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Congress of Aboriginal Peoples file UN complaint against Canadian Government

Rachael Knowles -

Canada's Congress of Aboriginal Peoples (CAP) have filed a complaint of discrimination to the United Nations Human Rights Committee against the Canadian Government.

The complaint, filed to the Office of the UN High Commissioner for Human Rights in Geneva, alleges discrimination against "off-reserve Status and non-Status, Métis, and Inuit Indigenous Peoples based on their Indigeneity".

According to CAP, the federal government has a "distinctions-based approach" to policy specific to Indigenous Peoples and has selected only three recognised groups of Indigenous Peoples to engage with â€" The Assembly of First Nations, the Metis National Council and the Inuit Tapiriit Kanatami.

None of the three groups currently represent off-reserve or non-Status Indigenous Peoples.

The complaint argues government denies rights to "CAP and its constituents, Canada's off-reserve Indigenous Peoples" by excluding them from consultations that relate to them â€" including self-government, land claims, healthcare, education, infrastructure, and natural resources.

"Canada, under the Trudeau government, calls this discrimination 'a distinctions-based approach' towards Indigenous policy-making. This has been in place since approximately 2016," said CAP National Chief Elmer St. Pierre.

"As part of this policy, Canada has chosen only to engage in consultation and negotiation with three 'recognised' groups, none of whom represent the interests or voices of all off-reserve Indigenous Peoples.

"Canada has failed to engage with or meet the needs of its urban Indigenous people."

The organisation alleged discrimination on the government's "inaccurate and stereotypical assumption" that the nation's off-reserve Indigenous Peoples are "less Indigenous than their reserve-based counterparts".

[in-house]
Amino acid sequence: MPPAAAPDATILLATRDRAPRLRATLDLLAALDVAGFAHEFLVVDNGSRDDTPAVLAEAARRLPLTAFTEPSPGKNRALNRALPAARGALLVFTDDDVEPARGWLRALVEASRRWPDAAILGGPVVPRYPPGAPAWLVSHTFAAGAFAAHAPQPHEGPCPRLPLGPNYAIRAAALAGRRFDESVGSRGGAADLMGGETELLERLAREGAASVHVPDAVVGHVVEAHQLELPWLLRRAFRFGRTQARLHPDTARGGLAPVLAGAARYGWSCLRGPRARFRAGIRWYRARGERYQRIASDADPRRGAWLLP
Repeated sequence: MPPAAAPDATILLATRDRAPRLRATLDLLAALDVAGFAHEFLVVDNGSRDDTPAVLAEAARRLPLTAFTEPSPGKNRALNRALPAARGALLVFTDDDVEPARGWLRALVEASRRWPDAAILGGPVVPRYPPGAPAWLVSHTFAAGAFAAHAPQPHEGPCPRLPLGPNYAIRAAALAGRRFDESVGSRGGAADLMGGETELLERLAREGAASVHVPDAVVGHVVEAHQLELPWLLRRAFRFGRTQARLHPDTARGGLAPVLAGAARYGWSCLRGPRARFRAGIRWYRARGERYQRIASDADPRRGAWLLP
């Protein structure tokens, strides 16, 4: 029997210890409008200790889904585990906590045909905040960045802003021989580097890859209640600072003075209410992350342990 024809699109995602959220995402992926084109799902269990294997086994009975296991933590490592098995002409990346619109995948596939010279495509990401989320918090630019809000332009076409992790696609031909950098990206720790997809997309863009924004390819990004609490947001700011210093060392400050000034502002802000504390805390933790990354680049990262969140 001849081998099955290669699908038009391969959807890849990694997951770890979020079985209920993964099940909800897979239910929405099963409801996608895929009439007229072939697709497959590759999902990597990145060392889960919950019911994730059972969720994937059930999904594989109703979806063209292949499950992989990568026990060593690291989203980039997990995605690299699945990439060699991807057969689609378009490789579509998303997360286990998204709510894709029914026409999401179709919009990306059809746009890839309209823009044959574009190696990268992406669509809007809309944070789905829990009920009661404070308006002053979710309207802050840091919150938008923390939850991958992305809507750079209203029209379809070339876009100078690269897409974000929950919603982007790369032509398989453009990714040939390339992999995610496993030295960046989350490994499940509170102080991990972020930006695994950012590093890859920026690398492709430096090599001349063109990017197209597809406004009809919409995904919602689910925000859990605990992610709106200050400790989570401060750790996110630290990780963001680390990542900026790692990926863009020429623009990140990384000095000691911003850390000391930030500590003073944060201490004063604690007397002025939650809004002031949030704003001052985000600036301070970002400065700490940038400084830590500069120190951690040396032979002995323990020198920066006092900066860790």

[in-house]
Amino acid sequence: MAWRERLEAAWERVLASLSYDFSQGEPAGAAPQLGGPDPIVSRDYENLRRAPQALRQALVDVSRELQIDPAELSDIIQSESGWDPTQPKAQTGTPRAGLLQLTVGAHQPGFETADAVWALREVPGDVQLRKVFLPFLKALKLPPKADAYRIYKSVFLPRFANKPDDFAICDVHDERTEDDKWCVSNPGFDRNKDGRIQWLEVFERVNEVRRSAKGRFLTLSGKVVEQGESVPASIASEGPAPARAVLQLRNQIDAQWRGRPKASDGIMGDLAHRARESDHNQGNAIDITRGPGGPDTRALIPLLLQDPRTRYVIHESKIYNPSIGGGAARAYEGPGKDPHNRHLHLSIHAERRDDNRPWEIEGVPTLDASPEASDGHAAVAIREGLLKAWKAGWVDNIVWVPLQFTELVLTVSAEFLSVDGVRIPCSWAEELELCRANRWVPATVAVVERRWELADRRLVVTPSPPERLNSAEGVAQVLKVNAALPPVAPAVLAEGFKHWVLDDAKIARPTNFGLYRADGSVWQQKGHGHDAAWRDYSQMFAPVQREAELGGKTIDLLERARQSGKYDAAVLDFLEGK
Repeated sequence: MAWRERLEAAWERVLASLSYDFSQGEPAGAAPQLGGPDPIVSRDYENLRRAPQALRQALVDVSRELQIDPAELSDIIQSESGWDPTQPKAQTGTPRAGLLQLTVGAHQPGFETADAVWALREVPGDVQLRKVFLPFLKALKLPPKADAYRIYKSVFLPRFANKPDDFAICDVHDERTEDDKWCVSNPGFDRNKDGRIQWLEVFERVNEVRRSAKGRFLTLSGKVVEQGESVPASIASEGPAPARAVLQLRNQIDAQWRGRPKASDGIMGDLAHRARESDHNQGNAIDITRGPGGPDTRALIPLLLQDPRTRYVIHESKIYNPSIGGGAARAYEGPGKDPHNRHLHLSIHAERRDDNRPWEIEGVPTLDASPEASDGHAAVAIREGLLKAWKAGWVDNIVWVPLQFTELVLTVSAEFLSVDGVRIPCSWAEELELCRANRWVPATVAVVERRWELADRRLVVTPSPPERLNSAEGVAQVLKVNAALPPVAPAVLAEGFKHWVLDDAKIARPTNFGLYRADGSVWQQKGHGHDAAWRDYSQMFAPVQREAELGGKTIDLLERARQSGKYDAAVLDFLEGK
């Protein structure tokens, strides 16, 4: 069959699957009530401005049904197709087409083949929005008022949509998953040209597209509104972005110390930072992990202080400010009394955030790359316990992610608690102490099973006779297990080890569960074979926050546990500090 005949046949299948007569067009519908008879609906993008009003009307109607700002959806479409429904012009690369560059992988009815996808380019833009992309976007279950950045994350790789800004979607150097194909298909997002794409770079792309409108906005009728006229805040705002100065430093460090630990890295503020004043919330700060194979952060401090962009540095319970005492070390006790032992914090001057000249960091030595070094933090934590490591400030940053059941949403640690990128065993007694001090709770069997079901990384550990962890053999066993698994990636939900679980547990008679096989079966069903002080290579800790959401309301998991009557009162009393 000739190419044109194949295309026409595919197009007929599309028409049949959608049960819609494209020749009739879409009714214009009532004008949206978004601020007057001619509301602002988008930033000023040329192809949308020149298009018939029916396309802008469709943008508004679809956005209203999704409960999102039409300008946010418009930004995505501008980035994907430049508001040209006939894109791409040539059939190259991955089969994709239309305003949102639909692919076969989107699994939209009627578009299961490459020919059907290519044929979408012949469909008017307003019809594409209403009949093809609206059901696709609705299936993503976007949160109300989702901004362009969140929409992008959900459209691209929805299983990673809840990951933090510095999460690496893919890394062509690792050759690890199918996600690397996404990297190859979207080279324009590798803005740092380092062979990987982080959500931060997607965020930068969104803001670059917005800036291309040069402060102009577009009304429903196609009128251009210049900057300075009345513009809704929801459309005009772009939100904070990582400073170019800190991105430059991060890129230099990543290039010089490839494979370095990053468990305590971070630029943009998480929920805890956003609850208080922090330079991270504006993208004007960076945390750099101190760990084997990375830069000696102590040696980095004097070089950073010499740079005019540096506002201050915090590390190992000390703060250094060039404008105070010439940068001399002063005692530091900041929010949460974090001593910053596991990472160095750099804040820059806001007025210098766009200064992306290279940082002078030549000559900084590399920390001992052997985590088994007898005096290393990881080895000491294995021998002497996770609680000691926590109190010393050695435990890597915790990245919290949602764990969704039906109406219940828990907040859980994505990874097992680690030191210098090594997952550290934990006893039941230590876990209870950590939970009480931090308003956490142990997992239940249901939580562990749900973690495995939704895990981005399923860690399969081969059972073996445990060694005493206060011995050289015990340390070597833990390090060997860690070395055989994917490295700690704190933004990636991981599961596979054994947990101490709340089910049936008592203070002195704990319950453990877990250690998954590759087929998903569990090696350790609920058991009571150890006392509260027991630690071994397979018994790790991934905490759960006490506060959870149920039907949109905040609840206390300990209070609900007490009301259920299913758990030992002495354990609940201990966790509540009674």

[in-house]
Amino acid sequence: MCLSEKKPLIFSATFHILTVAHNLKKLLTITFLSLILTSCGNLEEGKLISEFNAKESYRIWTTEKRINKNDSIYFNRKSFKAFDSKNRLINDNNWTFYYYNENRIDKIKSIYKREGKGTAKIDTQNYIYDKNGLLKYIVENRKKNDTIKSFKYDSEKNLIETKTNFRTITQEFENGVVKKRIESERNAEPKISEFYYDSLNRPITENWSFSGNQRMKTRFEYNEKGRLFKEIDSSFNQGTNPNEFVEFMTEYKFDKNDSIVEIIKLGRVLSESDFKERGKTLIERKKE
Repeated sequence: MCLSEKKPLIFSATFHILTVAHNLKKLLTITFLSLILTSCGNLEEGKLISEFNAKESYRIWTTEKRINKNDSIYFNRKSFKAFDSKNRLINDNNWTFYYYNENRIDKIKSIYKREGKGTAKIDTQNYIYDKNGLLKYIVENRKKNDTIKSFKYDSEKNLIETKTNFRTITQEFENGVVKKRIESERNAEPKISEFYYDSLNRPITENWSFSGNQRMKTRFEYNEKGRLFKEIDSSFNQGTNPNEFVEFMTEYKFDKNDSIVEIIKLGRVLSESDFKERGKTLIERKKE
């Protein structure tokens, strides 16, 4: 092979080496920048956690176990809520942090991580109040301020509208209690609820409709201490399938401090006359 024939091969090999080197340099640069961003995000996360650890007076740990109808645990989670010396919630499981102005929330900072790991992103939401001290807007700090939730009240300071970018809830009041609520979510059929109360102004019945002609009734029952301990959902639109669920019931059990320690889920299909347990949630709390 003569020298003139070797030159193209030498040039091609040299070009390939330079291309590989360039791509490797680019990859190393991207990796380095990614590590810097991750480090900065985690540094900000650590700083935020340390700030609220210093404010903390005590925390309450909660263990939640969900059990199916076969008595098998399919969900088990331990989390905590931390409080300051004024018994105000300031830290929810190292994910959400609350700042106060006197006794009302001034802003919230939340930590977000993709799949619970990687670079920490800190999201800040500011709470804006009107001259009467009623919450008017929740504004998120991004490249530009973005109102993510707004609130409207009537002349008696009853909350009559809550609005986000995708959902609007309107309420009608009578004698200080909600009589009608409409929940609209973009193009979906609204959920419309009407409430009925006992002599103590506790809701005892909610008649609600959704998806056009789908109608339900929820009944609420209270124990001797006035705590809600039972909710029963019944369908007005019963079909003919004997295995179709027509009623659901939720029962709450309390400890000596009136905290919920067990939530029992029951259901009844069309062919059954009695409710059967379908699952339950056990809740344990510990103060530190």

Currently, it's recognised that over 70 per cent of Canada's Indigenous Peoples live off-reserve. CAP believes that without their inclusion in government consultations, many of said people will be unrepresented and their needs will not be met by government policy or programs.

CAP National Vice-Chief Kim Beaudin said that off-reserve Status and non-Status Indians, Métis and Inuit peoples have faced a history of disadvantage.

"Indigenous People in Canada still face widespread discrimination and racism in justice, and health care," said Beaudin.

"All this stems from a lack of recognition that should have followed the Supreme Court ruling on the CAP-Daniels legal battle.

"Prime Minister Trudeau has allowed a discriminatory approach to off-reserve Indigenous peoples that is wrong and is badly hurting grassroots indigenous peoples."

The organisation saw its national leadership united in the decision to proceed with the complaint against the government.

They did not pursue legal action within Canada as it would be extremely expensive and would take "years to resolve and is unlikely to result in an effective remedy".

By Rachael Knowles

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